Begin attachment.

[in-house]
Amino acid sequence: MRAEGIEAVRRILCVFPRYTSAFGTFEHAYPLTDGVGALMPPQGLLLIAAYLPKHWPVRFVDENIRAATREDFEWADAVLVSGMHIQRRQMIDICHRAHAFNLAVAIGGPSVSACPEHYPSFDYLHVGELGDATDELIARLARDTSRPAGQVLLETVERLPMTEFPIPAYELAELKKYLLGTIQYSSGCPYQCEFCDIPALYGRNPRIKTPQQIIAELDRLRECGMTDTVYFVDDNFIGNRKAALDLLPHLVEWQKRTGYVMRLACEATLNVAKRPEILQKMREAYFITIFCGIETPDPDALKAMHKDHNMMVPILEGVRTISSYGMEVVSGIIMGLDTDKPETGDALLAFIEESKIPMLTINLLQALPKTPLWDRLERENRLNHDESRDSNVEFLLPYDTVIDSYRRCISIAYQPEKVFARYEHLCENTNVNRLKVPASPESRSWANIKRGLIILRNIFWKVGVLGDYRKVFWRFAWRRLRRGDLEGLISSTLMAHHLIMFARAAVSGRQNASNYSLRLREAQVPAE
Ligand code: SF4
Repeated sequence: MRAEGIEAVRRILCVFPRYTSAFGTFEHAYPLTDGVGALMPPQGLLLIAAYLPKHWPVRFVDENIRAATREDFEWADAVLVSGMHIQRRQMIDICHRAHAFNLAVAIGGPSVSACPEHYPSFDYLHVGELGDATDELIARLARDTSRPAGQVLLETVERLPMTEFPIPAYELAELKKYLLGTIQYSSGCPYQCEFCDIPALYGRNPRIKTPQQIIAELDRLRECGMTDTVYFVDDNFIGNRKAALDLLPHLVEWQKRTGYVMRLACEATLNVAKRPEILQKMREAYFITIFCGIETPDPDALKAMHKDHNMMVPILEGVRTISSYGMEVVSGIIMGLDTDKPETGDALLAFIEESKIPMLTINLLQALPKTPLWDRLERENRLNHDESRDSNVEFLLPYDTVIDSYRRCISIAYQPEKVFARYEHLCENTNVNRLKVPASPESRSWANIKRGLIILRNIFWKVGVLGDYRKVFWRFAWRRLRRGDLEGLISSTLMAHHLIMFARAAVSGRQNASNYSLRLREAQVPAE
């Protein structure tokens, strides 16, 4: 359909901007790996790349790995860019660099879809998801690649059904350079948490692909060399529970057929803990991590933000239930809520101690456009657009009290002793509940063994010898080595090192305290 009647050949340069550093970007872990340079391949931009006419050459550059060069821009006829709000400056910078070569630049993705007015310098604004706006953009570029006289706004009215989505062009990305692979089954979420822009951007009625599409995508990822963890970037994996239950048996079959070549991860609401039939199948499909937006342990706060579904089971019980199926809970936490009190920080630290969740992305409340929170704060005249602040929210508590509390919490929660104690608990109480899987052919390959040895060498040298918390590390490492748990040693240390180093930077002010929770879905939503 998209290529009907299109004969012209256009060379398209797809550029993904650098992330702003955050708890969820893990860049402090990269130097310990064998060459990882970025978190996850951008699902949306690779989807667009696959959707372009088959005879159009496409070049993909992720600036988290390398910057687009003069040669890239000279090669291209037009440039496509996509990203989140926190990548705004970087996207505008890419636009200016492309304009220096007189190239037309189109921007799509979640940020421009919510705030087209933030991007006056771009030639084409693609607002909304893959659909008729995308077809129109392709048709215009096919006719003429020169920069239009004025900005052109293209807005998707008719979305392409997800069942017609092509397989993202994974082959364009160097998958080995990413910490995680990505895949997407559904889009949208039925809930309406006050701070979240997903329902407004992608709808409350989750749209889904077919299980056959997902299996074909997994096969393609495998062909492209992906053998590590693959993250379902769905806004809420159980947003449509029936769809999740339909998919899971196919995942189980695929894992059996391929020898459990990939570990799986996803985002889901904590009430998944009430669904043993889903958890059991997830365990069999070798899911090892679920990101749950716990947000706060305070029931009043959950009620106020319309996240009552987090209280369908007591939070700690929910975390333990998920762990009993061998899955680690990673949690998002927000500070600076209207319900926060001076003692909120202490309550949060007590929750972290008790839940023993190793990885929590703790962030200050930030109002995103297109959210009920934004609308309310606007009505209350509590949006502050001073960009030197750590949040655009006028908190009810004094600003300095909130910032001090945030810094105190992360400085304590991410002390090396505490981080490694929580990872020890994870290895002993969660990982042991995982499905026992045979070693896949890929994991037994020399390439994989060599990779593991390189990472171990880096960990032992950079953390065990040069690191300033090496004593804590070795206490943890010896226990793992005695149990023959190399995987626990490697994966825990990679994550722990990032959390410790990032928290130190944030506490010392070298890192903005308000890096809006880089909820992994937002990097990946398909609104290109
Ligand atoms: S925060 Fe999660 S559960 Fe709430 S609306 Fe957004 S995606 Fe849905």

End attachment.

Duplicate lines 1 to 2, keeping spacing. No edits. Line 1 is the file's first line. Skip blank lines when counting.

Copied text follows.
[in-house]
Amino acid sequence: MRAEGIEAVRRILCVFPRYTSAFGTFEHAYPLTDGVGALMPPQGLLLIAAYLPKHWPVRFVDENIRAATREDFEWADAVLVSGMHIQRRQMIDICHRAHAFNLAVAIGGPSVSACPEHYPSFDYLHVGELGDATDELIARLARDTSRPAGQVLLETVERLPMTEFPIPAYELAELKKYLLGTIQYSSGCPYQCEFCDIPALYGRNPRIKTPQQIIAELDRLRECGMTDTVYFVDDNFIGNRKAALDLLPHLVEWQKRTGYVMRLACEATLNVAKRPEILQKMREAYFITIFCGIETPDPDALKAMHKDHNMMVPILEGVRTISSYGMEVVSGIIMGLDTDKPETGDALLAFIEESKIPMLTINLLQALPKTPLWDRLERENRLNHDESRDSNVEFLLPYDTVIDSYRRCISIAYQPEKVFARYEHLCENTNVNRLKVPASPESRSWANIKRGLIILRNIFWKVGVLGDYRKVFWRFAWRRLRRGDLEGLISSTLMAHHLIMFARAAVSGRQNASNYSLRLREAQVPAE